When the government announced that schools in England will resume on the 8th of March 2021. I welcomed the news with fearful relief, and I tried to gauge my children’s feelings about the news in a short casual chat. See the chat below.
Me- the news is that you will be returning to school on the 8th of March.
Teen1- Yes, I have heard, we are going back on the 8th of March.
Teen2 – I am not going back; I do not want to go back.
From this chat, it was somewhat clear to me that I needed to do a little bit of work to help them manage any fears they might have.
Like my children, thousands of children and young people around the country may be experiencing worries about the return to school. Whilst some worries may be noticeable, some may go unnoticed.
Presently, some of the worries might include worries about catching the Corona virus, worries about school performance given the recent school closures. Some worries might be about appearance and socialising with peers. Regardless of the nature of the worry, both real and hypothetical worries need to be paid careful attention to avoid escalation. Research has shown that some worries can become unmanageable and go on to cause clinically diagnosable illnesses.
Worrying is normal particularly in these difficult times, it can sometimes lead to creative ways of overcoming real worries. However, recurrent worrying can have negative impact on normal daily life. It can lead to fear of school, of socialising, fear of joining in family activities and low mood.
As a Cognitive Behavioural Therapist, I found that talking can help young people to manage their worries. One step at a time they begin to identify real worries from hypothetical worries, this can help them to come up with skills to challenge distorted thoughts, negative behaviours, and difficult emotions.
Please bear in mind that as a parent, you know your child best and you may not necessarily be a trained therapist to support your child. You know your child best and can do an equally good job particularly in the early stages where no professional support is required.
Below are some suggestions which I sometimes find helpful when supporting worried teenagers:
- Create a relaxed and open atmosphere, let your child see that you are present.
- Remain calm, let your child see that you are fully present, validate their fears.
- Show empathy, talk about a time when you had difficulties and share what you did to overcome them.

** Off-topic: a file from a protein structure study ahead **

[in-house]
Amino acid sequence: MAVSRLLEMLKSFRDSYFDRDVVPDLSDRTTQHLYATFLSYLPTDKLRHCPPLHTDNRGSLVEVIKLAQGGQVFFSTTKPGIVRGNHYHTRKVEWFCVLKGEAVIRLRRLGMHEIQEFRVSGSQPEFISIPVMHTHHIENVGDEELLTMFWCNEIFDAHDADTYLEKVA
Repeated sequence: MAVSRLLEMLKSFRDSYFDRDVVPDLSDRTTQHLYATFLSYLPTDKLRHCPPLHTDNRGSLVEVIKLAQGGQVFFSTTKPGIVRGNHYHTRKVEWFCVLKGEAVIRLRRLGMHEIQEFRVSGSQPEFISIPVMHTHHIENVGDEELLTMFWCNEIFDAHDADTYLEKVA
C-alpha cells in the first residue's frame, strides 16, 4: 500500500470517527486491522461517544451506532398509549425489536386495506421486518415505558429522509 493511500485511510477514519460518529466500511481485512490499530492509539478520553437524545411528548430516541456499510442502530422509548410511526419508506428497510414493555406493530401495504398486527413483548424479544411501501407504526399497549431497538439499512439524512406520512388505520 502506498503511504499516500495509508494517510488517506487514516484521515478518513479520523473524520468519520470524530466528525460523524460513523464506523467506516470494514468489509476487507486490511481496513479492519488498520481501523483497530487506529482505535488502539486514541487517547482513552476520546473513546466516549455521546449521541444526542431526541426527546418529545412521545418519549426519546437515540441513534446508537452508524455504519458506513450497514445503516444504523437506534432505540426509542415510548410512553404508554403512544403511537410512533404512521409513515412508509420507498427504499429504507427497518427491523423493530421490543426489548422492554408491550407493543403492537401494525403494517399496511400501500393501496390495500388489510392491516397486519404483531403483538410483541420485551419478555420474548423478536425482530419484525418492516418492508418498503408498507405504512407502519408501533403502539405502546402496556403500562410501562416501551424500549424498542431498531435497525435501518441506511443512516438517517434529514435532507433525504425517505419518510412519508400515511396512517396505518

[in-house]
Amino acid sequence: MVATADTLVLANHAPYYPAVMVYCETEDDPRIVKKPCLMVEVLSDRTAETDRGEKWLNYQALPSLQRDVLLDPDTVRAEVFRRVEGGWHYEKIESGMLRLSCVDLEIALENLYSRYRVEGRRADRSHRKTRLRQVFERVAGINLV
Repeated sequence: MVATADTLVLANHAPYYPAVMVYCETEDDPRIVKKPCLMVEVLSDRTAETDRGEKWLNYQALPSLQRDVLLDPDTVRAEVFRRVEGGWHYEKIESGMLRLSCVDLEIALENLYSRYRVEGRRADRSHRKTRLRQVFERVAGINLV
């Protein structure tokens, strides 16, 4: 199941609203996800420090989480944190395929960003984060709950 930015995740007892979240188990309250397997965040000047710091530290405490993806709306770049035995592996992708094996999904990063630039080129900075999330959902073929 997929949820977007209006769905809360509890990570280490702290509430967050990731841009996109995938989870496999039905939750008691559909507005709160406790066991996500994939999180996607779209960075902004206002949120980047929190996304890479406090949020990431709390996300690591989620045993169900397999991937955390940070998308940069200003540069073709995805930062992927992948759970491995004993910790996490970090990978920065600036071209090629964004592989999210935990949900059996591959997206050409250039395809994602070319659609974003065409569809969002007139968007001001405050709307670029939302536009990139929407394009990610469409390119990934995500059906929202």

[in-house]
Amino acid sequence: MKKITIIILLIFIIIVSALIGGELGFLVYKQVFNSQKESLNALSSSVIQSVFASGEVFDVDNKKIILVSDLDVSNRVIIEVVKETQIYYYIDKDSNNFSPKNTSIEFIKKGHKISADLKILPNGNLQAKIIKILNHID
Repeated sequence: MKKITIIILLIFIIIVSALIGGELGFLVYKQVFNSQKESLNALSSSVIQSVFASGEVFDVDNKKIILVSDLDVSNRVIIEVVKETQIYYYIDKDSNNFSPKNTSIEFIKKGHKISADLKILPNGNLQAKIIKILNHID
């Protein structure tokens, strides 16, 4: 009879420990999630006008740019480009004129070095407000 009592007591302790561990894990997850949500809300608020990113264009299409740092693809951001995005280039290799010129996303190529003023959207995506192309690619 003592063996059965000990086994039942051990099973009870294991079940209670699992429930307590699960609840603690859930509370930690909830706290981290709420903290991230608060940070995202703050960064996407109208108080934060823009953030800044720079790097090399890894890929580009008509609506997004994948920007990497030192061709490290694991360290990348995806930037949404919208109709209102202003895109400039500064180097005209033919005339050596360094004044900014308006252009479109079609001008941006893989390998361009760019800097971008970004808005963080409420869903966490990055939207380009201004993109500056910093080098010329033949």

- You can be creative with your child. Write down all the worries on a cardboard, or on sticky note pad etc. This could lead to a chat about how they feel, and about which worries they can do something about. Ensure that your child is leading during this activity, you can play the observer or facilitator. This can work well with younger children, with teenagers talking in a relaxed atmosphere when they are receptive might be enough, keeping it short and simple.
- Brainstorm different ideas on what they think can be done to manage their worries, let your child come up with the ideas.
For example, for fears about going to school, you could look at talking to the class teacher, pastoral support team, going in for half days, doing work in a smaller nurturing space in school. Or starting school later with a reduced timetable etc.
Fears about catching Corona Virus could include suggestions about carrying a pocket sanitiser, hand washing at appropriate intervals to limit over handwashing.Brainstorm activities that can help to reduce low mood like taking up boxing, makeup, taking up contact sports/outdoor activities or arts and craft.
6. Take little steps to build confidence, work closely with the schoolteacher to monitor progress.
7. Help your child to put a plan in place on how they are going to go about managing their worries, the support/prompts they will need, they might need support from school.
8. Set some goals but be relaxed about achieving them.
9. Start with the smallest achievable goals to help build confidence.
10. Review the plan to see what is working and what needs changing in managing the worries.
If things do not improve, talk to your child’s school SENDCO or a member of staff who gets on well with your child. You can also contact us for further information via the contact details on this website.